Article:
Image: Flickr - Junichiro Aoyama
Bz-423, a mitochondrial F1
-ATP synthase inhibitor, that has previously shown promise for the treatment of autoimmune disorders such as lupus, arthritis and psoriasis has now been shown to halt the progression of established graft-versus-host disease (GVHD) in mouse models of allogeneic bone marrow transplantation. GVHD, in which functional immune cells in the transplanted marrow mount an immunological attack on the recipient, is a common complication of allogeneic bone marrow transplantation that can cause severe organ damage and even be life-threatening. As well as demonstrating that Bz-423 can reduce GVHD clinical scores and improve survival in mice, researchers at the University of Michigan
and the University of Florida have shed new light on the metabolism of alloreactive T cells.
Resting lymphocytes meet their minimal demand for ATP using low rates of oxidative phosphorylation. Upon activation, normal lymphocytes meet the increased demand for ATP by dramatically increasing their rate of aerobic glycolysis which also helps to maintain high levels of antioxidants in activated cells. Data from the present study suggest that alloreactive T cells, on the other hand, rely heavily on increased oxidative phosphorylation to generate more ATP. This difference in energy generation is also seen in pathogenic T cells involved in autoimmune diseases and provides a mechanistic basis for the specific elimination of pathogenic cells by Bz-423, whilst preserving normal immune function.
The study is published in Science Translational Medicine.
Lycera Corporation has a program to develop orally bioavailable F1F0-ATP synthase inhibitors that exploit bioenergetic abnormalities in pathologically activated lymphocytes and result in the selective silencing of these cells.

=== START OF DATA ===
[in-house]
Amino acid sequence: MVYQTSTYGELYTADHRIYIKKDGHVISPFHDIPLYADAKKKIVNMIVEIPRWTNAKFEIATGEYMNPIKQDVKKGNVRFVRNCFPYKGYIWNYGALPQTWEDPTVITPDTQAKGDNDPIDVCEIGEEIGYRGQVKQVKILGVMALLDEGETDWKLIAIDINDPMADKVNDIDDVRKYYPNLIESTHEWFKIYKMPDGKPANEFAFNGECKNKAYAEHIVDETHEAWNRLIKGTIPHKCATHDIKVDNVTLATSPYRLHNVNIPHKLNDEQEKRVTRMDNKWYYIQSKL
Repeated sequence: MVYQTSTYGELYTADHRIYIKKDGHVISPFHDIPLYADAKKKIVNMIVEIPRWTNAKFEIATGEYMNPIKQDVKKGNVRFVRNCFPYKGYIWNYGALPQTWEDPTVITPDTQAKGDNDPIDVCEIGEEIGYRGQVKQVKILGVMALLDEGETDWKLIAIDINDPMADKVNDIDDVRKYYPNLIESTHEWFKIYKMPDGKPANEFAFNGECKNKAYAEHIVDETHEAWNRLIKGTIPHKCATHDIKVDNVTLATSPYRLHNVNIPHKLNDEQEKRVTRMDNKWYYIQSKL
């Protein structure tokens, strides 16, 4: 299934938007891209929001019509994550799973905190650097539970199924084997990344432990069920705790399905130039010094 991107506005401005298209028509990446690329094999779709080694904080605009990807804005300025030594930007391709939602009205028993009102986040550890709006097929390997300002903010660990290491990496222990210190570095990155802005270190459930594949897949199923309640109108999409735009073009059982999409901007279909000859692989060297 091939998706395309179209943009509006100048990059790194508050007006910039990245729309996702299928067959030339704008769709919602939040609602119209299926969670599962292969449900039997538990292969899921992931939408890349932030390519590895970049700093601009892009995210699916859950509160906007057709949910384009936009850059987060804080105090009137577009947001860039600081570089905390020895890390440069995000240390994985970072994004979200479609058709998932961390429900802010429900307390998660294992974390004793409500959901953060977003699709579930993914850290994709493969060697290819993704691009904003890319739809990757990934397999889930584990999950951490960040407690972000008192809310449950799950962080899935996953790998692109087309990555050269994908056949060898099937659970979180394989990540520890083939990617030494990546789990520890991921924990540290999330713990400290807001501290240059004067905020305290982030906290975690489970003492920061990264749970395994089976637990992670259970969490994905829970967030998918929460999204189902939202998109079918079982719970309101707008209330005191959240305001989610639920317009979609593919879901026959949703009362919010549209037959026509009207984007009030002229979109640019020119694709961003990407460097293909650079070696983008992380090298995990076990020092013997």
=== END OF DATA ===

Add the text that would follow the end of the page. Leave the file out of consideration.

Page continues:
Image: Flickr - Janne Moren
Tool compounds are used to explore the role of a specific protein in a biological context and – it goes without saying – that to obtain meaningful results in a complex situation, the tool compound should have appropriate potency and selectivity. The family of phospholipase C (PLC) enzymes play important regulatory roles and a small molecule inhibitor, U73122, has been extensively used to provide evidence for the involvement of PLCs in many cellular pathways. Recent reports, however, have questioned the selectivity of U73122 and scientists at the University of North Carolina and GlaxoSmithKline have now discovered that, even in its interaction with PLCs, U73122 may not be quite what it seems. When the team explored the effects of U73122 on human PLCs in cell-free micellar systems, they found that the compound actually increased the enzymatic activity of a number of isoforms in a concentration- and time-dependent manner. At micromolar concentrations, U713122 increased the activity of PLCβ3 by up to eight-fold, that of PLCγ1 by more than ten-fold, and that of PLCβ2 by around two-fold; PLCδ1 was neither activated nor inhibited.